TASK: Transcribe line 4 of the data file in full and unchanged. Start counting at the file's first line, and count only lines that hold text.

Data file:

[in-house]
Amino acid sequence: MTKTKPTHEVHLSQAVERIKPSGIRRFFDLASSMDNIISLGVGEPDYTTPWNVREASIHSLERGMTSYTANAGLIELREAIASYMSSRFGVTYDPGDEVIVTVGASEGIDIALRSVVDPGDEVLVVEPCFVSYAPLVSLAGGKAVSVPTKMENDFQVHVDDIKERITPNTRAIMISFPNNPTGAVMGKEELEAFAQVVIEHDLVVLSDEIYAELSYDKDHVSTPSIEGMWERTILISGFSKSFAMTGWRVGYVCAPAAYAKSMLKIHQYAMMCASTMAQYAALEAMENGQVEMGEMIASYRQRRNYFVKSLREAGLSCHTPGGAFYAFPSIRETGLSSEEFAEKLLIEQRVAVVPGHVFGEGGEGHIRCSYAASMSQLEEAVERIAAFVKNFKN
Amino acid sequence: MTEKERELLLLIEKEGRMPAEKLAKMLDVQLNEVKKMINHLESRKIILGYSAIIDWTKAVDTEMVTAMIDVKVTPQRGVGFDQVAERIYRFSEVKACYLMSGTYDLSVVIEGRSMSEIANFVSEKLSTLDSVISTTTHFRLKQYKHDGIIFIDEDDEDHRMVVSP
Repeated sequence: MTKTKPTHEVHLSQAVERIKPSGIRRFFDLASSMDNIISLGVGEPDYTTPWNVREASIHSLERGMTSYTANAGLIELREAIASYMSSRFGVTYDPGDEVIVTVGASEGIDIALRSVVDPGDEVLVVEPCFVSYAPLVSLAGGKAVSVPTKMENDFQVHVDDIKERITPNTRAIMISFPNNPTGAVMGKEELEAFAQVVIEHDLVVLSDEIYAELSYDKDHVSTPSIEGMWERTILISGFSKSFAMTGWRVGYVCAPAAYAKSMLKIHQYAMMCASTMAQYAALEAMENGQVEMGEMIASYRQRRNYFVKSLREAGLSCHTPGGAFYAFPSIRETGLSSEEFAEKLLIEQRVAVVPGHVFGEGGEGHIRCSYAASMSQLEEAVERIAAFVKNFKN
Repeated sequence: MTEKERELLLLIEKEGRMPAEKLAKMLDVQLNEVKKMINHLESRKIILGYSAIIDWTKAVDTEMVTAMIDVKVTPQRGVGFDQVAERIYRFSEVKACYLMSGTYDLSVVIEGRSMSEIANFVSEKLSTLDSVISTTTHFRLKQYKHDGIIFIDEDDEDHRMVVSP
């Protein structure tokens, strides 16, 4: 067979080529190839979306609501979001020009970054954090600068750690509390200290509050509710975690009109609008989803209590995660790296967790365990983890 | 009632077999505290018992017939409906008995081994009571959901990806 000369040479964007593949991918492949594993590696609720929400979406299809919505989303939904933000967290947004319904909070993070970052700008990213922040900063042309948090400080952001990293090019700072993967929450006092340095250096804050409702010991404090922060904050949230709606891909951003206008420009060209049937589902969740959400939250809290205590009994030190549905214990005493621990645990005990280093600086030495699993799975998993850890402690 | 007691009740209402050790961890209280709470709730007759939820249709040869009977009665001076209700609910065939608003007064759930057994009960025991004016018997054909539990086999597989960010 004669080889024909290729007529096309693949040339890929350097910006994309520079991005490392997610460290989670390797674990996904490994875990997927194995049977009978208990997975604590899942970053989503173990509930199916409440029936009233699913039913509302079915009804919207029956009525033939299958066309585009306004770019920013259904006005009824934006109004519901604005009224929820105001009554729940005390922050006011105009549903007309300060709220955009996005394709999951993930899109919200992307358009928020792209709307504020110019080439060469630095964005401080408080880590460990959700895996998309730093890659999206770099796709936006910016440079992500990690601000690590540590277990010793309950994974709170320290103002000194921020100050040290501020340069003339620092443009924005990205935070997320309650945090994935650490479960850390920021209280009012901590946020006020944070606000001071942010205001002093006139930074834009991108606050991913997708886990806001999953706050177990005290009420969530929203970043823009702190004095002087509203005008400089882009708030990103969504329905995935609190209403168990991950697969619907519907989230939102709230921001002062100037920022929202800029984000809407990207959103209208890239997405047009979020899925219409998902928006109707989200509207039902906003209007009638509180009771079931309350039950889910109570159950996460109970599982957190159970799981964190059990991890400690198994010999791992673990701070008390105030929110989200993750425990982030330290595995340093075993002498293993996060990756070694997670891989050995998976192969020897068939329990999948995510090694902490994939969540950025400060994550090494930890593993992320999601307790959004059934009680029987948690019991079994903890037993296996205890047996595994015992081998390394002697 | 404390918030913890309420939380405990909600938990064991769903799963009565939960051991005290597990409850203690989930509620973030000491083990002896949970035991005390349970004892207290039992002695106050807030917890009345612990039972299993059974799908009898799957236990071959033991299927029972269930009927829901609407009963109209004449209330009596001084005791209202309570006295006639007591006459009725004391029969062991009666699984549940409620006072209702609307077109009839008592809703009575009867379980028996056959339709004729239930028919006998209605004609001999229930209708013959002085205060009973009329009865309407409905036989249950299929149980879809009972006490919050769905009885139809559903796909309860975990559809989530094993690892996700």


Repeated sequence: MTKTKPTHEVHLSQAVERIKPSGIRRFFDLASSMDNIISLGVGEPDYTTPWNVREASIHSLERGMTSYTANAGLIELREAIASYMSSRFGVTYDPGDEVIVTVGASEGIDIALRSVVDPGDEVLVVEPCFVSYAPLVSLAGGKAVSVPTKMENDFQVHVDDIKERITPNTRAIMISFPNNPTGAVMGKEELEAFAQVVIEHDLVVLSDEIYAELSYDKDHVSTPSIEGMWERTILISGFSKSFAMTGWRVGYVCAPAAYAKSMLKIHQYAMMCASTMAQYAALEAMENGQVEMGEMIASYRQRRNYFVKSLREAGLSCHTPGGAFYAFPSIRETGLSSEEFAEKLLIEQRVAVVPGHVFGEGGEGHIRCSYAASMSQLEEAVERIAAFVKNFKN